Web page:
We’ve all asked the question at least once: “What do you want, God?”. Here’s a handy guide to discernment for Catholic women, printable and in step by step form.
God has a fondness for whispers, and for a long time I didn’t have the slightest clue why. I guess you could say I’ve harbored a lot of resentment for Old Testament figures like Moses.
He got a burning bush in the desert. Why can’t I get a neon sign?
Throw me a bone here, God!
You’re probably familiar with that feeling, when your quest for answers stalls out. You praise, you ask, you listen; you hear nothing when there should be a response. You are standing at the edge of a crossroad, no direction or inclination in mind. And when a well-meaning friend asks, “What do you think God wants?”, it feels like a stake through the heart.
Isn’t it clear you would do just that, if only you knew what the answer was?
There’s a problem, though, with this line of thinking: our tendency to hold God to very human standards. We’ve witnessed miracles. We’ve read the scriptures. We’ve received the Sacraments and been to Mass. We know what God is capable of doing, and as such, we expect that same response in our lives.
He could give us a burning bush or a vision from Heaven, but instead, He wants us to seek Him of our own free will.
Finding God’s Will in Our Lives
My father loved the book of Isaiah, particularly Isaiah 55.
Seek the LORD while he may be found, call upon him while he is near…
Dad was a wise man, and he grew more so the closer he came to his death. In the last weeks of his life, my father made it clear to all of us that his impending death was not a cause for sadness, but a celebration of the will of God.
“Our thoughts are not His thoughts,” my father would remind me, as I sat by his bedside and cried. I wanted God to save my father, but what God wanted was something else entirely.
Days passed. I knew my dad was dying, and I railed against the extinction of his light. What I didn’t recognize was God’s hand in the midst of my suffering: as my father’s time drew ever closer, God was drawing all of us – dad included – to Him.
My father taught me that God is always near us. In fact, He desires an intimate communion with our hearts. But that sort of intimacy doesn’t occur across a crowded room. The whisper of His voice is more likely to bring us to Him. Remember that verse from Scripture? As you seek, so shall you find?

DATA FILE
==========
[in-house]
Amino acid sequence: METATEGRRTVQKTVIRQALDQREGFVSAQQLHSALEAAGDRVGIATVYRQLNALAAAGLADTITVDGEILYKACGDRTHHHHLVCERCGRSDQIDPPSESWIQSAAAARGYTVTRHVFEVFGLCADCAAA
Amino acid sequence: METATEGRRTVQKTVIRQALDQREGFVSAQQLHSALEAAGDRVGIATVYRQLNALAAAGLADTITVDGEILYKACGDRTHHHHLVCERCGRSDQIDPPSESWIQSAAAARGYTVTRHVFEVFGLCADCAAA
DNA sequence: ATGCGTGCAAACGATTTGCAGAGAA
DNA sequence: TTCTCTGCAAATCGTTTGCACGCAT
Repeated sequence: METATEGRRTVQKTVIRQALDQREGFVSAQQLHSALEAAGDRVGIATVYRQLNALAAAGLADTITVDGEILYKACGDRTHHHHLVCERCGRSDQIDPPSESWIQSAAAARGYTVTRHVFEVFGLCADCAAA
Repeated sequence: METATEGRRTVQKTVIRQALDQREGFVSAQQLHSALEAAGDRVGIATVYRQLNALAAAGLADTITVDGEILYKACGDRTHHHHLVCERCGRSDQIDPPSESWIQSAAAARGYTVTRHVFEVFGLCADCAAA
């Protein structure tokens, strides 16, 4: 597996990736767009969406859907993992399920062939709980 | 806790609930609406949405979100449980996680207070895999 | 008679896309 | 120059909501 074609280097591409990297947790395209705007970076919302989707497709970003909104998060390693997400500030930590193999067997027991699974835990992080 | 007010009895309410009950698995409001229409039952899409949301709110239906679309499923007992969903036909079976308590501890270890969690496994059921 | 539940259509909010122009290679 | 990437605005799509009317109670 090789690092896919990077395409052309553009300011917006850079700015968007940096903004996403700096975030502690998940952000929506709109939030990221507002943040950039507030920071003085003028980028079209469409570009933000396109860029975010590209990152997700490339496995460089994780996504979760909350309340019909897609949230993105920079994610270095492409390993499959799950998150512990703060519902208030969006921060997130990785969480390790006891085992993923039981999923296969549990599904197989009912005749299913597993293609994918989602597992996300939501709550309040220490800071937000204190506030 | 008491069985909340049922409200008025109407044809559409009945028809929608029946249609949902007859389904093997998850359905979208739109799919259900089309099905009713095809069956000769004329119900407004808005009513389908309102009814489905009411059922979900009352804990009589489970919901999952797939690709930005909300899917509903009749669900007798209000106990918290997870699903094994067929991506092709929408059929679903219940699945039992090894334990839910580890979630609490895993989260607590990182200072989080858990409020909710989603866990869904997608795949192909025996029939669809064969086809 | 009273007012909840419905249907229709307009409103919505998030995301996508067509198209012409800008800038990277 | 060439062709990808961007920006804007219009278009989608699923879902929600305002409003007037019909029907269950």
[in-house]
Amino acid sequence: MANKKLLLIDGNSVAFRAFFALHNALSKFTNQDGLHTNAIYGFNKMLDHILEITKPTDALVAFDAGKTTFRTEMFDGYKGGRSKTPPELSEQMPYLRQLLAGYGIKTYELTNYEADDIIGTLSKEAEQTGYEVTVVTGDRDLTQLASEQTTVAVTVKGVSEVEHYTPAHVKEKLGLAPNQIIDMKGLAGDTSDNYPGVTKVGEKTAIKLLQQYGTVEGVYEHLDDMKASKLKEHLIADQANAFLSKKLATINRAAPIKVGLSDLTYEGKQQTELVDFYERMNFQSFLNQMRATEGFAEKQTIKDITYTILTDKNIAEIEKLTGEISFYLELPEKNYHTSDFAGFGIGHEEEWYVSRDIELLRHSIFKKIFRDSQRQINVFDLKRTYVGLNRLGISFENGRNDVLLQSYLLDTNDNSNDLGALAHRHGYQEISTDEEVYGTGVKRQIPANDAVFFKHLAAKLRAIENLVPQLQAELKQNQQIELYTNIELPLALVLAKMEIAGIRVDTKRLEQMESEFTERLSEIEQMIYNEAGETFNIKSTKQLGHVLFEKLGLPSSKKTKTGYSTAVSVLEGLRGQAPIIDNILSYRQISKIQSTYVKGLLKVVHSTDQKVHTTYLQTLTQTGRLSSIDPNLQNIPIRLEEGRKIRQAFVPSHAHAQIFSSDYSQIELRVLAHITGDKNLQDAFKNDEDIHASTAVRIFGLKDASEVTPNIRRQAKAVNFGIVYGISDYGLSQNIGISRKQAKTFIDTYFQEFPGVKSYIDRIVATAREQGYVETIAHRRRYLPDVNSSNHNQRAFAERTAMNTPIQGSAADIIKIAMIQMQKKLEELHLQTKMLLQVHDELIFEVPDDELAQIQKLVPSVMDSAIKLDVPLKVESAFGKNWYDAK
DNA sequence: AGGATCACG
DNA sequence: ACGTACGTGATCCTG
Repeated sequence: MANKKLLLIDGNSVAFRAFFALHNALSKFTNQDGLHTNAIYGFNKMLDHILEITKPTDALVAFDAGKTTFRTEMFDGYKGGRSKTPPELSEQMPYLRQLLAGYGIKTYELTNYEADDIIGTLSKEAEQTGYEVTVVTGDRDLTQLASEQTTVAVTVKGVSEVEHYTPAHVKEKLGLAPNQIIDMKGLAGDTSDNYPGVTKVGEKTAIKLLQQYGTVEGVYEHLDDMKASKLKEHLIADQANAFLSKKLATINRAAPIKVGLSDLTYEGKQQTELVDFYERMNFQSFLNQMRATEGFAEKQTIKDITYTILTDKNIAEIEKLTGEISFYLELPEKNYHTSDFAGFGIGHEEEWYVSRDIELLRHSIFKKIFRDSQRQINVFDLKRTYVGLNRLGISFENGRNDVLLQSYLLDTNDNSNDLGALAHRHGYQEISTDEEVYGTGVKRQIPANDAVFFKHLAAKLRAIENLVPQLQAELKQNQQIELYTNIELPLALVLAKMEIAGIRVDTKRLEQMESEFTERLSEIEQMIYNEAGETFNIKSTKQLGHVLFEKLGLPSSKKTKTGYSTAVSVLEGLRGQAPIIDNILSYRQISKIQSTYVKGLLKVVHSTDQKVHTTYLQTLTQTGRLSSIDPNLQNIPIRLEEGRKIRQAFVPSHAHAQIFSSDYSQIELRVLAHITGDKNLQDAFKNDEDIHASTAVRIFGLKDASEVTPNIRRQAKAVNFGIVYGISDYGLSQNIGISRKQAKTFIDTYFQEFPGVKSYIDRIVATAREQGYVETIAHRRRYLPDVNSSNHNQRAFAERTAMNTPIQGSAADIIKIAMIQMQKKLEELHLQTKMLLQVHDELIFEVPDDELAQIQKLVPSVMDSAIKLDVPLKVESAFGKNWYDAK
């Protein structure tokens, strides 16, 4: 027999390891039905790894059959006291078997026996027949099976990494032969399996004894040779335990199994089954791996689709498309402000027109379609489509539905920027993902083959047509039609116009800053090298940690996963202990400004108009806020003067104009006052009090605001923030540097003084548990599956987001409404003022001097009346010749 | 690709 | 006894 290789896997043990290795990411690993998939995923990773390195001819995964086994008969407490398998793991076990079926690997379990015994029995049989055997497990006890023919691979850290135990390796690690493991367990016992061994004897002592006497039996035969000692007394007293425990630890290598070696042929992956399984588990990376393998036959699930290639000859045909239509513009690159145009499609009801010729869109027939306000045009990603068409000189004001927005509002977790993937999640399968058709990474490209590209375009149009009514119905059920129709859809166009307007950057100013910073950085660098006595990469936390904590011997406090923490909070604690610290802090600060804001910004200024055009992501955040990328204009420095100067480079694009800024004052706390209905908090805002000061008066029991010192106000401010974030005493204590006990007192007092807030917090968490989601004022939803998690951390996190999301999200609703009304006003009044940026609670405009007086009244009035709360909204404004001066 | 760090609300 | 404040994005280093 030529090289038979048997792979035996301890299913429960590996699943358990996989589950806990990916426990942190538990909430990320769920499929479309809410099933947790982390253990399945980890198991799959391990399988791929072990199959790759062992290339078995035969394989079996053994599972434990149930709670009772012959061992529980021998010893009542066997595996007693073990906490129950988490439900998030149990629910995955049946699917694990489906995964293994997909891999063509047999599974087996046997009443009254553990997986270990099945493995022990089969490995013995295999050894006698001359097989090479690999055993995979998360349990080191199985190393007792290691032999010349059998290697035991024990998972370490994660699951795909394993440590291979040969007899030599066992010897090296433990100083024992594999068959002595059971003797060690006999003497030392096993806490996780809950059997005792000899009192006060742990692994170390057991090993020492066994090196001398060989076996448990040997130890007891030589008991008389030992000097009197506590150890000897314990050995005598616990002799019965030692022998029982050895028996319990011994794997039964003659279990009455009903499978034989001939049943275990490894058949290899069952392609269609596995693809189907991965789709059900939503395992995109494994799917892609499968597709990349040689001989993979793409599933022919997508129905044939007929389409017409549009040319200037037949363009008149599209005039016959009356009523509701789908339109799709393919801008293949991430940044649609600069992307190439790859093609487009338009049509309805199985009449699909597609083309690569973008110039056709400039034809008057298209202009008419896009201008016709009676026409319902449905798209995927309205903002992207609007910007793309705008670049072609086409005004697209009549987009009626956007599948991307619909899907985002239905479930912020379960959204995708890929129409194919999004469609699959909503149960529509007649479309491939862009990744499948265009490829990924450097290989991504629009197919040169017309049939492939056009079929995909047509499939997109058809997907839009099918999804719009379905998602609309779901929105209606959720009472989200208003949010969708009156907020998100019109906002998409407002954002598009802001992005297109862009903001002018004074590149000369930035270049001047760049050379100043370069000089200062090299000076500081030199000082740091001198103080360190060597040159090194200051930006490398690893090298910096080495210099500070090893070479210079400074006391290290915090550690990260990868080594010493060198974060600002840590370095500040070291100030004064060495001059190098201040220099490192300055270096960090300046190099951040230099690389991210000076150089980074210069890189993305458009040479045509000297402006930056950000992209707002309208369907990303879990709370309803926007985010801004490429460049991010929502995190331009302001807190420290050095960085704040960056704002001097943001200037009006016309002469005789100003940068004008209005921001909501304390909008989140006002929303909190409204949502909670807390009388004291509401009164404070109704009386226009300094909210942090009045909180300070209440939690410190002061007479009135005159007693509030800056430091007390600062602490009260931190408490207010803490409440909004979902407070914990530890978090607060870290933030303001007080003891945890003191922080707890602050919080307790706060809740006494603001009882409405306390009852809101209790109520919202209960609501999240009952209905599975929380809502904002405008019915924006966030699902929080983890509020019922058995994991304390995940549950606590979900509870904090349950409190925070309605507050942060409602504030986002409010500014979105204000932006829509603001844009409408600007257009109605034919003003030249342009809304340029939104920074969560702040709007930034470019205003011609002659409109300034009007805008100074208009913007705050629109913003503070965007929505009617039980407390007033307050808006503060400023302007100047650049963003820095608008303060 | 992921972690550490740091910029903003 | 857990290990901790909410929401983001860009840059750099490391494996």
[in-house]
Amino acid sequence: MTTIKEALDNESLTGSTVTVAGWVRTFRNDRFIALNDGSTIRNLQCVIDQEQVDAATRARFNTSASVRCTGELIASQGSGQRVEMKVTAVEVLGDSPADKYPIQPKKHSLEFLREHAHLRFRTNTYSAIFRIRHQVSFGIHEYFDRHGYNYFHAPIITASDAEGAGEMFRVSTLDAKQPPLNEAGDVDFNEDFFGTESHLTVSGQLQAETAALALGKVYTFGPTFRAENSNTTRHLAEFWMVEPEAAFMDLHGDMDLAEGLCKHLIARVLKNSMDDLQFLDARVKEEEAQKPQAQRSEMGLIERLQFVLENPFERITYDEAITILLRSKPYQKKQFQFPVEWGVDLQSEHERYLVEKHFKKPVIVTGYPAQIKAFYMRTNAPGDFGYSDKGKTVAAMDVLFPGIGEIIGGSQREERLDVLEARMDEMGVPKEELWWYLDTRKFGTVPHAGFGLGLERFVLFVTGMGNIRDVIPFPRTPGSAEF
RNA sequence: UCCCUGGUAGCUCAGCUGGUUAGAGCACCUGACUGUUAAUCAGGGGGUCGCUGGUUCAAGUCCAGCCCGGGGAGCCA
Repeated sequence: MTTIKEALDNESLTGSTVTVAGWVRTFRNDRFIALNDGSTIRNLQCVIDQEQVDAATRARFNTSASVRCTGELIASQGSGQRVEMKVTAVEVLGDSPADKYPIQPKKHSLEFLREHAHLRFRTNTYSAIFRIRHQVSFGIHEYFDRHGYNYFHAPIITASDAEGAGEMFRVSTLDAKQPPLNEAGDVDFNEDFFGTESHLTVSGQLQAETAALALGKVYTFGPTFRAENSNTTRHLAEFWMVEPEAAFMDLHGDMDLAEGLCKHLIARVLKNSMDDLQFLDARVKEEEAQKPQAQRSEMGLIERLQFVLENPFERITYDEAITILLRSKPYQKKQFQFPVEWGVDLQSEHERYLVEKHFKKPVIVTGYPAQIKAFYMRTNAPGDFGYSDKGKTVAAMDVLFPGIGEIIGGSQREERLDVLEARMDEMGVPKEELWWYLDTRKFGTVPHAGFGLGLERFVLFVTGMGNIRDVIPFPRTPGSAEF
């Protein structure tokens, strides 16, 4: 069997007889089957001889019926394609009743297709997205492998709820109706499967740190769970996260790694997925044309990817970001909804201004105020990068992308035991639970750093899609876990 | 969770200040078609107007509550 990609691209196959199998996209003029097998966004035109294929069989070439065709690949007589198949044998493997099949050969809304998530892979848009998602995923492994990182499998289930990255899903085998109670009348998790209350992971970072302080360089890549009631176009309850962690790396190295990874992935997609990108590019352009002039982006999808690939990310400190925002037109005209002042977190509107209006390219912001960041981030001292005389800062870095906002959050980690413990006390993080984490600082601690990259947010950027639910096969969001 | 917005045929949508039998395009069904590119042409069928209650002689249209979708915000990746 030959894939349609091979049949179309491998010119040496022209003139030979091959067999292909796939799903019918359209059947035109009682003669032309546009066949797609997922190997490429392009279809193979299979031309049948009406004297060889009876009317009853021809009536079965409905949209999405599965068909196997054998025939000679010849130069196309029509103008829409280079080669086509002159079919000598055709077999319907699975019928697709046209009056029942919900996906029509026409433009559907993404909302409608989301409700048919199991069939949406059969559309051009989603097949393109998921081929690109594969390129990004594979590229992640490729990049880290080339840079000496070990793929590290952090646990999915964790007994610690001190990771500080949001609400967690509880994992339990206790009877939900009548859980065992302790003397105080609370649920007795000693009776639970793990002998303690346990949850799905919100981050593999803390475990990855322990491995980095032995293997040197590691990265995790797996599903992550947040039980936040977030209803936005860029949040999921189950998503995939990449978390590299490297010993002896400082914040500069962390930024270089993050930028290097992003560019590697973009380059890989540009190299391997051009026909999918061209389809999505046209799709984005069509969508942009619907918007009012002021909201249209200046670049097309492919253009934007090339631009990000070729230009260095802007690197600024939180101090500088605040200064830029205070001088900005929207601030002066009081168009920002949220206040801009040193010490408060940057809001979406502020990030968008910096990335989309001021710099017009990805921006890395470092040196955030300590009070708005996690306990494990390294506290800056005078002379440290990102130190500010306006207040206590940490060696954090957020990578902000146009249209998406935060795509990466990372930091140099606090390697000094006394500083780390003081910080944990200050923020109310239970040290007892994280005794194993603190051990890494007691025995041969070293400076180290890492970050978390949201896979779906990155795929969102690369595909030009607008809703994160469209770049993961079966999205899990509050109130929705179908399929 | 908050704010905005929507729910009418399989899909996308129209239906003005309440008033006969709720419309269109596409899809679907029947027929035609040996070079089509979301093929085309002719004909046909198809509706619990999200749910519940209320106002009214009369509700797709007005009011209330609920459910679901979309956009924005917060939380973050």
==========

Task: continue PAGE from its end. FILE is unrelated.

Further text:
Yes – God’s a big fan of whispers, and now we’ve figured out why. But the next question is, how do we learn to hear Him amidst the static? How do we discern God’s will in our decisions, when it seems impossible to quiet the storm?
Fortunately, we have access to the wisdom of two devout Catholic men: Fr. Michael Scanlon, TOR, and Catholic philosopher Dr. Peter Kreeft. I’ve adapted their advice to bring you a Catholic Woman’s Guide to Discernment, an answer to the question “What does God want?”
What Does God Want? A Guide to Discernment for Catholic Women
First, begin with your decision
What are you facing? What options and possibilities do you have? Jot down everything you can think of regarding the decision before you, including emotions and facts.
Next, apply the 5 C’s
These are a litmus test of sorts offered in Fr. Scanlon’s book What Does God Want?
- Conformity – In what way does my decision conform to God’s laws? Does it fit within Church teaching? Or will I be outside the guidelines of the faith?
- Conversion – How will this decision help me grow in holiness? How will it help others grow in holiness as well?
- Consistency – How is this decision consistent with other good decisions I have made? In what way does it fit within the path God has set so far in my life?
- Confirmation – Do I have confirmation about this decision? What have trusted confidantes said? Have I sought the advice of my pastor, my spouse, or my friends? Those who know and want what’s best for me?
- Conviction – Do I have peace about this decision? Am I taking steps forward, or do I feel something holding me back?
If the answer to any of these questions points you in the wrong direction, it’s a good bet you’re not headed for God’s will.
If, on the other hand, you have confirmation, you can apply Dr. Kreeft’s “trigonometry” of design: seven signs that will dovetail nicely if we have correctly discerned what God wants.
- Scripture – what does scripture reveal regarding the decision I am about to make?
- Church teaching – does my decision line up with the teachings of the faith?
- Human reason – am I reasoning correctly, with God’s will in mind? (In other words, am I approaching this rationally, or am I swayed by intense emotions?)
- Circumstances – is this the right time in my life?
- Conscience – my conscience is formed by God – do I have a sense of peace?
- Personal desire – why do I want this? Is it in line with what God would want in a general sense?
- Prayer – what signs or answers have I received in prayer? Have I asked the Holy Spirit for guidance, and sought it in the right places (scripture, the sacraments, the Mass, etc.)?
At the heart of Fr. Scanlon and Dr. Kreeft’s suggestions lies the truth of our relationship with God.
God wants us to be happy, in this life and the next. He created each and every one of us for something beautiful, something He will reveal to us in time. Our job is to be patient, to lean in and long for God.
He will come to you in the silence.
Trust me. You don’t need a neon sign.
Could you use a little help in discerning God’s will for your life? Download my printable Guide to Discernment for Catholic Women, and you’ll receive Fr. Scanlon’s questions, Dr. Kreeft’s signs, and a bonus prayer for discernment in beautiful worksheet form.
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